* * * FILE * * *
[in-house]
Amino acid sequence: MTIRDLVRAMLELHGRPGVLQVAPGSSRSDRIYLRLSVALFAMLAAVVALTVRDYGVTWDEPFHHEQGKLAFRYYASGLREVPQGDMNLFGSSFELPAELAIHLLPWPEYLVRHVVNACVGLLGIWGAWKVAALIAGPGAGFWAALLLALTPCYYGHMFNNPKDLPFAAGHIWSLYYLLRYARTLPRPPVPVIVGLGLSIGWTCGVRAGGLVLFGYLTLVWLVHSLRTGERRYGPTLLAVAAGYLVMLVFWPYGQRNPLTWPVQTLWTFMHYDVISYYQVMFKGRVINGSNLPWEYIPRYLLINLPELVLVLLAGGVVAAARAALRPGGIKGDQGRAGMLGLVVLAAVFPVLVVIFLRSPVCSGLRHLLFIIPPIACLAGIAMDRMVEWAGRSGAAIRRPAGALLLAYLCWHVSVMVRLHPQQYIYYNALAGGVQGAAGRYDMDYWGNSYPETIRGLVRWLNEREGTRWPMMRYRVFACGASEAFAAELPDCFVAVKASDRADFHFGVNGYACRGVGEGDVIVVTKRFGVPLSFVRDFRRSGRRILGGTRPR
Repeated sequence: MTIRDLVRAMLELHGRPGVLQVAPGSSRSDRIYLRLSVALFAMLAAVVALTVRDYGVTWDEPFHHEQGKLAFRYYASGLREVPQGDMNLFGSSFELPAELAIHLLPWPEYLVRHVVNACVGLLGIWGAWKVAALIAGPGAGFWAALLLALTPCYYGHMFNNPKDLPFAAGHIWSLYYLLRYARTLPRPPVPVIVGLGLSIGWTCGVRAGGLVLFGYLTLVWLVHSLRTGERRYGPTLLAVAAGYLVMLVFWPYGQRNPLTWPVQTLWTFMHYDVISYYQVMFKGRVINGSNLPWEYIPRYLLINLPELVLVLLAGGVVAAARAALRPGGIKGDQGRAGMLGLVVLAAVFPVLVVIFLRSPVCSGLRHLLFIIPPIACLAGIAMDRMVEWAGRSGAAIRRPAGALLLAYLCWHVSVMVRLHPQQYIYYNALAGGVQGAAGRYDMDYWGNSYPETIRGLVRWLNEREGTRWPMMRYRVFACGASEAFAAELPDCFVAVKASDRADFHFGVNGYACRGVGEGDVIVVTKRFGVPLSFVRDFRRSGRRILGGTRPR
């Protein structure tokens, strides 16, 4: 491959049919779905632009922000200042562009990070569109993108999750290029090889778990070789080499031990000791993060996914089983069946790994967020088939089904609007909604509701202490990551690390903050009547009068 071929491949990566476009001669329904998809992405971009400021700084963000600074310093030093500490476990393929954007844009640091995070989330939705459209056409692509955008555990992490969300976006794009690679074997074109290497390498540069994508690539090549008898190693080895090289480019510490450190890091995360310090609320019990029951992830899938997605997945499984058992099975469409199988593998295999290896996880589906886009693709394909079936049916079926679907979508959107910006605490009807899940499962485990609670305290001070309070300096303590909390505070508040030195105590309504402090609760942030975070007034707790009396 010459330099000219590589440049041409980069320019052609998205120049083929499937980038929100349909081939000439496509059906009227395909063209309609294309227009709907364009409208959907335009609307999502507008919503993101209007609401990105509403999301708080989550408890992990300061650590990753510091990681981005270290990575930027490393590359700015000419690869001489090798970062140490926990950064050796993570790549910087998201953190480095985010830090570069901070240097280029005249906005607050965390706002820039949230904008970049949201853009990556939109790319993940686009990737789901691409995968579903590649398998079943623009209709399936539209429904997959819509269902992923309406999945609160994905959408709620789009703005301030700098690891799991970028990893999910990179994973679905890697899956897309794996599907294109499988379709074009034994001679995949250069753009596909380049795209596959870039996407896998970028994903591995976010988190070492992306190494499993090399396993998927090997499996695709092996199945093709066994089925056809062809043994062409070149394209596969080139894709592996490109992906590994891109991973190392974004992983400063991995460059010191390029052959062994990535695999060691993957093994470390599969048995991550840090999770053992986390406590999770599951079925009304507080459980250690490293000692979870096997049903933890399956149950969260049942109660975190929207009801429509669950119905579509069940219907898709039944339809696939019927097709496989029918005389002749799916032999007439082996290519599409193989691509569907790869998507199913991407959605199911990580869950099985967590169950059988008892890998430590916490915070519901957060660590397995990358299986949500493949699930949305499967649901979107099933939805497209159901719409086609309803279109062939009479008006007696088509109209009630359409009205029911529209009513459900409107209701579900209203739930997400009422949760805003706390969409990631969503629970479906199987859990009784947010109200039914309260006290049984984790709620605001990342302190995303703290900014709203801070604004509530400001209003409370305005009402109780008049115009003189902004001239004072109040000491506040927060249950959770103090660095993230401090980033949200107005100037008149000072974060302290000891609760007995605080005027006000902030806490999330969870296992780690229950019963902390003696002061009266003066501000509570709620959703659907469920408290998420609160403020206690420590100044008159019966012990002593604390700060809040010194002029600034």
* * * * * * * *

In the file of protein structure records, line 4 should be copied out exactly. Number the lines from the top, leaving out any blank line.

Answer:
């Protein structure tokens, strides 16, 4: 491959049919779905632009922000200042562009990070569109993108999750290029090889778990070789080499031990000791993060996914089983069946790994967020088939089904609007909604509701202490990551690390903050009547009068 071929491949990566476009001669329904998809992405971009400021700084963000600074310093030093500490476990393929954007844009640091995070989330939705459209056409692509955008555990992490969300976006794009690679074997074109290497390498540069994508690539090549008898190693080895090289480019510490450190890091995360310090609320019990029951992830899938997605997945499984058992099975469409199988593998295999290896996880589906886009693709394909079936049916079926679907979508959107910006605490009807899940499962485990609670305290001070309070300096303590909390505070508040030195105590309504402090609760942030975070007034707790009396 010459330099000219590589440049041409980069320019052609998205120049083929499937980038929100349909081939000439496509059906009227395909063209309609294309227009709907364009409208959907335009609307999502507008919503993101209007609401990105509403999301708080989550408890992990300061650590990753510091990681981005270290990575930027490393590359700015000419690869001489090798970062140490926990950064050796993570790549910087998201953190480095985010830090570069901070240097280029005249906005607050965390706002820039949230904008970049949201853009990556939109790319993940686009990737789901691409995968579903590649398998079943623009209709399936539209429904997959819509269902992923309406999945609160994905959408709620789009703005301030700098690891799991970028990893999910990179994973679905890697899956897309794996599907294109499988379709074009034994001679995949250069753009596909380049795209596959870039996407896998970028994903591995976010988190070492992306190494499993090399396993998927090997499996695709092996199945093709066994089925056809062809043994062409070149394209596969080139894709592996490109992906590994891109991973190392974004992983400063991995460059010191390029052959062994990535695999060691993957093994470390599969048995991550840090999770053992986390406590999770599951079925009304507080459980250690490293000692979870096997049903933890399956149950969260049942109660975190929207009801429509669950119905579509069940219907898709039944339809696939019927097709496989029918005389002749799916032999007439082996290519599409193989691509569907790869998507199913991407959605199911990580869950099985967590169950059988008892890998430590916490915070519901957060660590397995990358299986949500493949699930949305499967649901979107099933939805497209159901719409086609309803279109062939009479008006007696088509109209009630359409009205029911529209009513459900409107209701579900209203739930997400009422949760805003706390969409990631969503629970479906199987859990009784947010109200039914309260006290049984984790709620605001990342302190995303703290900014709203801070604004509530400001209003409370305005009402109780008049115009003189902004001239004072109040000491506040927060249950959770103090660095993230401090980033949200107005100037008149000072974060302290000891609760007995605080005027006000902030806490999330969870296992780690229950019963902390003696002061009266003066501000509570709620959703659907469920408290998420609160403020206690420590100044008159019966012990002593604390700060809040010194002029600034």